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Afghanistan - elections

Twenty six dead but election day hailed as a success

Article published on the 2009-08-20 Latest update 2009-08-20 18:50 TU

Election officials sort ballot papers in Kandahar(Photo: Reuters)

Election officials sort ballot papers in Kandahar
(Photo: Reuters)

Afghans have gone to the polls to elect a new president for the second time in history. Although there were fears that the threat of election violence would make voting unsafe, the day was hailed as a success by the Afghanistan government, NATO and the United Nations (UN).

UN chief Ban Ki-Moon congratulated the Afghan people for voting in a difficult security situation. Up to 300,000 soldiers, a third of whom were UN and NATO led, guarded poll stations after the Taliban threatened to disrupt voting.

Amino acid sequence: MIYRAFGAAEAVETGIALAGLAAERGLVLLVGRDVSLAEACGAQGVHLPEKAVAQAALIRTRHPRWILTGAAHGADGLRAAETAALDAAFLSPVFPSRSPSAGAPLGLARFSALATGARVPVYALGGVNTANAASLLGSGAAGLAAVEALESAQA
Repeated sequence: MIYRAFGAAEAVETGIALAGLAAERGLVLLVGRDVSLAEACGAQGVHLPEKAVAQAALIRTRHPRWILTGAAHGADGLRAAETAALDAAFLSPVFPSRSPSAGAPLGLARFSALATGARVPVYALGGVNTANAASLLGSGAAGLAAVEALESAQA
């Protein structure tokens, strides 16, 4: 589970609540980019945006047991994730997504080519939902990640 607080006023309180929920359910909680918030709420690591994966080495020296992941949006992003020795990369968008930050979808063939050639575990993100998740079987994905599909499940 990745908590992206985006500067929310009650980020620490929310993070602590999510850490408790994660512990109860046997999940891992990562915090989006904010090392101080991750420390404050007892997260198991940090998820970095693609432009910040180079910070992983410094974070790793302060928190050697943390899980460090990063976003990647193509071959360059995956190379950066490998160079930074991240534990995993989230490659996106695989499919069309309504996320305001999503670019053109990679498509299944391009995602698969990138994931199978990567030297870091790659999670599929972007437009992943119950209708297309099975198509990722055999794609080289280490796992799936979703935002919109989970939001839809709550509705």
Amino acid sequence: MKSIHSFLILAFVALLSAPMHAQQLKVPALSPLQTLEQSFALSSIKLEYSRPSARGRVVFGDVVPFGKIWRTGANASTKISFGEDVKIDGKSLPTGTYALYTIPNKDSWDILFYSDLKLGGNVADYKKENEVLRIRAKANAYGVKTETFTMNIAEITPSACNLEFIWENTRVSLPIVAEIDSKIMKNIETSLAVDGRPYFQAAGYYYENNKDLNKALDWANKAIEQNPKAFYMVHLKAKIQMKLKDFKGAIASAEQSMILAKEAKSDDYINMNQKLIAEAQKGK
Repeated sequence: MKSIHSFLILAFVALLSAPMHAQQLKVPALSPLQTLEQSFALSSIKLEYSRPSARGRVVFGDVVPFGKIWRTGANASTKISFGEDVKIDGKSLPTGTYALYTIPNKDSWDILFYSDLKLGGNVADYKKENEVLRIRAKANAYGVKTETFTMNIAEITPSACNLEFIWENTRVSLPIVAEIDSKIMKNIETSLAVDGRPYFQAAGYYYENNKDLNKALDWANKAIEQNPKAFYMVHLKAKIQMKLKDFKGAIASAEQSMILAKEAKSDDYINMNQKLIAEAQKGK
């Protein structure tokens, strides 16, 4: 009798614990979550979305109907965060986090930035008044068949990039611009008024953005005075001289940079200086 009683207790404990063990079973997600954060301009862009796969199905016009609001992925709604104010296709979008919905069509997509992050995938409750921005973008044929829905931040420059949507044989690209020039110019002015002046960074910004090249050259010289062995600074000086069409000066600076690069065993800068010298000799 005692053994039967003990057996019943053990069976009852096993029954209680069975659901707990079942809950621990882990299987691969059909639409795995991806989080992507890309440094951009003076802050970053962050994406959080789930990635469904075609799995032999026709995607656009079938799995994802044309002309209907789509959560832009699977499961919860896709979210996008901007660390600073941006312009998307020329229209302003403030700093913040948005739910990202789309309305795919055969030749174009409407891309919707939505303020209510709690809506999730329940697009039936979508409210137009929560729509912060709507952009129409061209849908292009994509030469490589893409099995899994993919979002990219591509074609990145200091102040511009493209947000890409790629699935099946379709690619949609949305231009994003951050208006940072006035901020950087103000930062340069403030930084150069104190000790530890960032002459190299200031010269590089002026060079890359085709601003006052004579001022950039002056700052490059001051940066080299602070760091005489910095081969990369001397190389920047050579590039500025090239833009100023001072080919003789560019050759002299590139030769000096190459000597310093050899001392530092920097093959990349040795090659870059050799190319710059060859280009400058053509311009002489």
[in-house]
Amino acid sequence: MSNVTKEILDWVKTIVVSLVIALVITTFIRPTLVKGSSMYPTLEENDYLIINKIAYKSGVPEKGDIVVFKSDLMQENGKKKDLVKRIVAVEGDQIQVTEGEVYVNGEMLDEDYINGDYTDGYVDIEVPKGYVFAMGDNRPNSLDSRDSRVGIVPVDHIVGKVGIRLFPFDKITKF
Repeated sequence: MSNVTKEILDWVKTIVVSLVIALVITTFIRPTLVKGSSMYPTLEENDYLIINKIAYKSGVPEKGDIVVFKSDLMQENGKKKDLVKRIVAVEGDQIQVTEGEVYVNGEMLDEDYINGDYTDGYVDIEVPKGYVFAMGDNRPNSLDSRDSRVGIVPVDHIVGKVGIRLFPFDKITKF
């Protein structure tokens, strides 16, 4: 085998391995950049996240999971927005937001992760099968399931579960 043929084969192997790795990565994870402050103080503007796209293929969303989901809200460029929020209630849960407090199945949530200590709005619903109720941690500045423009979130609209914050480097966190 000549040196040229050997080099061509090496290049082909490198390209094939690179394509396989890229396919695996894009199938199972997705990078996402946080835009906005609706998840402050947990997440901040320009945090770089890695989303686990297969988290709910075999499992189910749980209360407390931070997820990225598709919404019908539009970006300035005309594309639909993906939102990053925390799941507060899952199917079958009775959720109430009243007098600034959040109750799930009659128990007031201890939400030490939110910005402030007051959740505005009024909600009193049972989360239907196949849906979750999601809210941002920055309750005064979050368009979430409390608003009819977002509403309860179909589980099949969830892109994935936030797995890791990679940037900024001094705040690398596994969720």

But election day was far from peaceful as 26 security personnel and civilians were killed in a series of attacks across the country.

Notable clashes occurred in the northern town of Baghan, where security forces killed up to 22 fighters. Kabul also saw a two hour shoot out between Taliban and Afghan forces which left two dead.

Afghans were electing a President and 420 councillors in 34 provinces across Afghanistan. Officials say it will be some time before they can determine how many of the 17 million who registered to vote had cast their ballots. There were fears that voter turnout had been low, particularly in the most violent regions.

Around 70 per cent of Afghans voted in the 2004 elections.

Report: Women voters

20/08/2009 by Tony Cross

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